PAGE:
Maybe you procrastinate by watching The Handmaid's Tale. Don't feel too bad. Margaret Atwood procrastinated on writing the novel on which it was based. And not just a few minutes of cat videos here and there. She procrastinated for years. 

"I procrastinated for about three years about starting The Handmaid's Tale. I tried to write a more normal novel instead because I thought it was just too batty," she tells star Wharton professor Adam Grant on his new WorkLife podcast

Apparently, that's not out of character for the bestselling author. She describes herself as a world-class procrastinator, and confesses her daily routine generally consists of puttering around stressing until mounting anxiety finally drives her to write in the afternoon. She's not alone. Fifteen to 20 percent of us are chronic procrastinators, according to Grant. 

But while Atwood's problem is far from unique. Her solution is just as creative as her novels. And handily, it's also something the rest of us can steal. 

The two warring selves of Margaret Atwood 

Conventional advice on how to beat procrastination focuses on mitigating the negative emotions that usually drive us to procrastinate. Be kind to yourself. Remind yourself how common the problem is. Give yourself more structure. Both Grant and Atwood endorse this research-backed advice, but the author also confesses she leans heavily on her prodigious imagination. 

"I had another name that I grew up with and that gave me two names, so I had a double identity," she says. "So Margaret does the writing and the other one does everything else." 

Atwood's alter ego is "Peggy" (a diminutive derived from Margaret). She is the sensible, strong-willed one of the pair. "Peggy does the laundry," says Atwood. Peggy also tells Margaret to log off her damn Twitter account and get to work. And, apparently, she's pretty good at bossing around distractible Margaret. Atwood claims that, despite her lazy tendencies, she never misses a deadline.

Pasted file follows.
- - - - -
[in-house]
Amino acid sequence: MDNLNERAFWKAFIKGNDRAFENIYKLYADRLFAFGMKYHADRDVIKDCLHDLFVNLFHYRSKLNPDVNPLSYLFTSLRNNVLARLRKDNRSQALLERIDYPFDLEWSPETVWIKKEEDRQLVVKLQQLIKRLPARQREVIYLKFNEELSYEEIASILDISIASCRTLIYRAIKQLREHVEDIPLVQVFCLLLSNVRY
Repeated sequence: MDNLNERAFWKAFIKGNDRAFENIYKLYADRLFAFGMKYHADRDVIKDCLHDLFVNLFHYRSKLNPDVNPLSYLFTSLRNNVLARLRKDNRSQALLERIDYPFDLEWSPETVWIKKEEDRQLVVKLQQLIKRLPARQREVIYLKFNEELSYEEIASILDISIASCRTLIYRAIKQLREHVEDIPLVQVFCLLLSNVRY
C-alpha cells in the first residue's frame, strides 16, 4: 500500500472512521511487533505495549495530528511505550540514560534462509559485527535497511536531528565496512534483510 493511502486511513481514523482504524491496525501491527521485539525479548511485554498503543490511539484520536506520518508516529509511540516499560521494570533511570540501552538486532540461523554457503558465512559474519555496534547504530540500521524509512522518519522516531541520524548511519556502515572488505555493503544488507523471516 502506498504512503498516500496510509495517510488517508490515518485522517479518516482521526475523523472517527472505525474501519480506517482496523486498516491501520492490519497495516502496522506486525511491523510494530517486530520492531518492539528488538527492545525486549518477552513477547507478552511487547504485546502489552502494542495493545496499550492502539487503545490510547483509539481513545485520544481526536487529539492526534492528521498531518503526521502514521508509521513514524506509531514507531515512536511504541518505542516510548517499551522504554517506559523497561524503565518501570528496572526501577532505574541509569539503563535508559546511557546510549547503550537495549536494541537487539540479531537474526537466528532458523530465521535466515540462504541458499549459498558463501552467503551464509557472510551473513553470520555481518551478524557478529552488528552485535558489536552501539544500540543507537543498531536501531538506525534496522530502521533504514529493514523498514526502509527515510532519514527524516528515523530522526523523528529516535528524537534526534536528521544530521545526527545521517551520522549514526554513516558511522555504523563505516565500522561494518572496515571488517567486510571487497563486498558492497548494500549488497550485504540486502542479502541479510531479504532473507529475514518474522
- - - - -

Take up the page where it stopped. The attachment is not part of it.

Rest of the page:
You have an inner Penny and Margaret too.  

This might sound schizophrenic at first, but Grant insists Atwood's approach is actually backed by science. We all have a "want self" dominated by emotions, he explains, and a "should self," focused on doing the right thing. Moment by moment your want self is generally stronger, but your should self can outwit your want self if you plan ahead. 

Atwood, with her amazing creativity, has just given names to these two competing drives. You can do the same if it helps you conceptualize the impulses pushing you in different directions. But even if that's a little too "batty" for you, you can still leverage your inner Peggy to overpower your inner Margaret. 

Have your 'should self' hide your video games, move the alarm clock across the room, or turn off social media before the urge to procrastinate hits. 

Or get your 'should self' to schedule the tasks you're most likely to procrastinate on ahead of time, so you have a plan to keep you on track. Grant notes that one study showed writers who scheduled writing sessions into their calendars ahead of time were four times more productive than those who trusted their inner Margarets to buckle down on the day. 

All of which means that while some of us might lack the creative flair to develop two full blown personas to beat our procrastination, we can all still acknowledge our competing instincts and act thoughtfully to give our wiser, more disciplined self a leg up.